The BYU Cougars fell 84-74 on the road against the Kansas State Wildcats on Saturday.

With the loss, BYU’s record dropped to 7-7 in conference play and 19-8 overall.

Here are three key storylines from Saturday’s game.

Digging a hole

The Wildcats came out clawing to open Saturday’s game.

Mark Pope was forced to use the Cougars’ first timeout at just 3:16 into the game after Kansas State jumped out to an early 12-2 lead. Credit BYU for responding and trimming the deficit to 17-16 about four minutes later. However, they could not fully recover as the Cougars never led and trailed behind for all but 1:26 on Saturday.

Kansas State brought the lead to four points at halftime and regained their 10-point lead 4:50 into the second half. Their largest lead was 67-51 with 8:54 remaining in the game. Much like their game against Oklahoma State University, BYU narrowed the deficit to within 10 points late in the game, but they could not get the stops they needed.

BYU was fighting uphill from start to finish.

Life is tough in the Big 12, especially on the road. Securing wins is never easy, and it becomes even harder when you put yourselves in a hole from the tip-off.

Arthur doing damage

Kansas State’s Arthur Kaluma scored a career-high 28 points on Saturday.

Time and time again, the Wildcats found Kaluma, and he made the Cougars pay. Kaluma logged 39 minutes in the game, shooting 8-for-11, 2-for-3 from three and 10-for-12 from the free-throw line. He also added 10 rebounds and four assists. Whenever they needed a basket, Kaluma was there to provide it.

In Provo on Feb. 10, Kaluma scored 13 points in the final 7:09 to give the Wildcats a chance late in the game. On Saturday, he picked up right where he left off.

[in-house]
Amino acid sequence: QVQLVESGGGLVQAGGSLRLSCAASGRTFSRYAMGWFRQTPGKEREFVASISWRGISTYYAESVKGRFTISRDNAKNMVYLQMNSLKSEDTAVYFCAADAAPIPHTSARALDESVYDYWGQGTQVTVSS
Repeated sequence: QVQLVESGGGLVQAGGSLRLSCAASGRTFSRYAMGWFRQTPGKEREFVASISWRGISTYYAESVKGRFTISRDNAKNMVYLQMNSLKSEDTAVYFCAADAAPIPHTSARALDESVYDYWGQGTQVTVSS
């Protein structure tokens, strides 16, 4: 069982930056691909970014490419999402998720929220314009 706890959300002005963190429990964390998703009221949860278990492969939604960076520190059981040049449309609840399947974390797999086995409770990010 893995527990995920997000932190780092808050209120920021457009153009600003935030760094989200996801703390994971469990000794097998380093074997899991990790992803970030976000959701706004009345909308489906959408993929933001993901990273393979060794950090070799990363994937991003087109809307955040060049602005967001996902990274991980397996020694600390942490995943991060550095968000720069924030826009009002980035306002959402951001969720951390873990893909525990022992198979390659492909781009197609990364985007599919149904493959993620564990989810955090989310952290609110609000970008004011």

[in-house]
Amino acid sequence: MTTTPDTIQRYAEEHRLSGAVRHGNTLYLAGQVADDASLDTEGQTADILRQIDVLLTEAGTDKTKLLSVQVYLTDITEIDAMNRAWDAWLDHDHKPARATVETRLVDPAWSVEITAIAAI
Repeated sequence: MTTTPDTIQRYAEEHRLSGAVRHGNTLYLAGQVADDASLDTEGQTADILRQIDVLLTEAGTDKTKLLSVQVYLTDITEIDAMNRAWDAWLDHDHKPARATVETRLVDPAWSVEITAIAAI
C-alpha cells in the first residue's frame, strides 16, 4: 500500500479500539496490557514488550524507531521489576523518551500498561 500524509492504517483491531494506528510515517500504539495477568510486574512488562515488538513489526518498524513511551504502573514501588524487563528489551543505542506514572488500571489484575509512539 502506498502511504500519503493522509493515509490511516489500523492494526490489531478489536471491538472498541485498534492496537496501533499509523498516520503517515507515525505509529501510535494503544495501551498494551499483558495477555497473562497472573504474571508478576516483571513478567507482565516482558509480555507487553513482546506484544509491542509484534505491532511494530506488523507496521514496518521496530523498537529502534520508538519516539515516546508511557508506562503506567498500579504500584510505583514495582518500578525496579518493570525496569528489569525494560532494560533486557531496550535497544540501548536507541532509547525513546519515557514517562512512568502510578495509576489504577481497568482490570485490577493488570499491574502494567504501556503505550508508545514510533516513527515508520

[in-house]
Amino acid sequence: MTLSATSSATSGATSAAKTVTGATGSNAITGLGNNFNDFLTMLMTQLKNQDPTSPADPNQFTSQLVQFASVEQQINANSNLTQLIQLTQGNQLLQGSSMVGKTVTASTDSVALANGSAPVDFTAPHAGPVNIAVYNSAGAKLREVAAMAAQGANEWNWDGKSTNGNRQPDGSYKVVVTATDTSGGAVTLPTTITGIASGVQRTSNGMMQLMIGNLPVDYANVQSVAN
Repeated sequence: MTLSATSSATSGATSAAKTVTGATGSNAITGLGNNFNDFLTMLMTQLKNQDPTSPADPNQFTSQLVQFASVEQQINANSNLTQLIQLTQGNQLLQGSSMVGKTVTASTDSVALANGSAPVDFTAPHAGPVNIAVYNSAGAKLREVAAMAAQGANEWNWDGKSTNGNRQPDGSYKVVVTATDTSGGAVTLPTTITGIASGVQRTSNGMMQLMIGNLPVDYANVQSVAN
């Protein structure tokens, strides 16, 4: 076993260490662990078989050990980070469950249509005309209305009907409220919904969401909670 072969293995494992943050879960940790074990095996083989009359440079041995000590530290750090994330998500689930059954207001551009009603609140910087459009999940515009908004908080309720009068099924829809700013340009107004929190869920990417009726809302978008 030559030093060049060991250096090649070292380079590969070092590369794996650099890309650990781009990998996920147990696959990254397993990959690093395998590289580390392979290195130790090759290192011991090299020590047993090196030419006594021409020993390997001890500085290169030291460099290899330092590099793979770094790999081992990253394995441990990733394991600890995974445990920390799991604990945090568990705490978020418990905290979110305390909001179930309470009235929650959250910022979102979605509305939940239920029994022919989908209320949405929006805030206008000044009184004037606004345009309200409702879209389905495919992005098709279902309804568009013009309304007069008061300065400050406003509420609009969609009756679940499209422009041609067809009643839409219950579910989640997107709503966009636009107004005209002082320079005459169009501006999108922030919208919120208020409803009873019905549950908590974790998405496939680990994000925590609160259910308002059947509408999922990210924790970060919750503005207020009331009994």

Physicality-wise, BYU’s forwards are undersized against the 6-foot-seven, 225-pounds Kaluma, and he took advantage of that.

Well runs dry from three

BYU continues to rank second in NCAA Division I in 3-point attempts per game, averaging 32.5 shots per game from behind the arc. Conversely, BYU is shooting over 35% from behind the arc this season. It’s often said that BYU lives and dies by the three. In their wins, BYU tends to shoot the 3-pointer well. In their losses, BYU tends to shoot the 3-pointer poorly.

Saturday, the Cougars shot poorly from three. As a team they shot 19.4% from behind the arc, going 6-for-31. Jaxson Robinson is shooting 35.4% from deep this season. He was 1-for-9 on Saturday. Dallin Hall is shooting 35.1% from three this season. He shot 0-for-5 on Saturday. Trevin Knell is second on BYU in 3-point attempts this season and is shooting 40.6%. He shot just one 3-pointer on Saturday and missed it.

The Cougars’ win over Baylor University on Tuesday highlighted why BYU could be dangerous in March. They made 14 threes in that game and shot 38.89% from deep. Sharp shooting makes the Cougars explosive on the offensive end. However, Saturday is an example of why BYU could be at risk for an early exit in March. When they run dry from three, BYU is typically in store for an uphill battle.

Looking ahead

Tuesday, the Cougars will play a game that has been circled on the calendars of many BYU fans since their addition to the Big 12 was announced.

BYU will travel to the historic Allen Fieldhouse to take on the No. 8 Kansas University Jayhawks.

The Jayhawks are a college basketball blueblood, holding the record as the winningest program in NCAA history with 2,405 wins. Head coach Bill Self is a member of the Naismith Memorial Basketball Hall of Fame. Since Self became Kansas’ head coach in 2003, the Jayhawks have won two national championships, eight conference tournament championships and 16 Big 12 regular-season titles, including 13 consecutive titles from 2005-17.

Allen Fieldhouse, nicknamed “the Phog,” opened in 1955 and has become a staple of college basketball. Under Self, the Jayhawks have a record of 299-17 inside Allen Fieldhouse.

The Cougars and Jayhawks will tip off at 6 p.m., and the game will be streamed on ESPN+.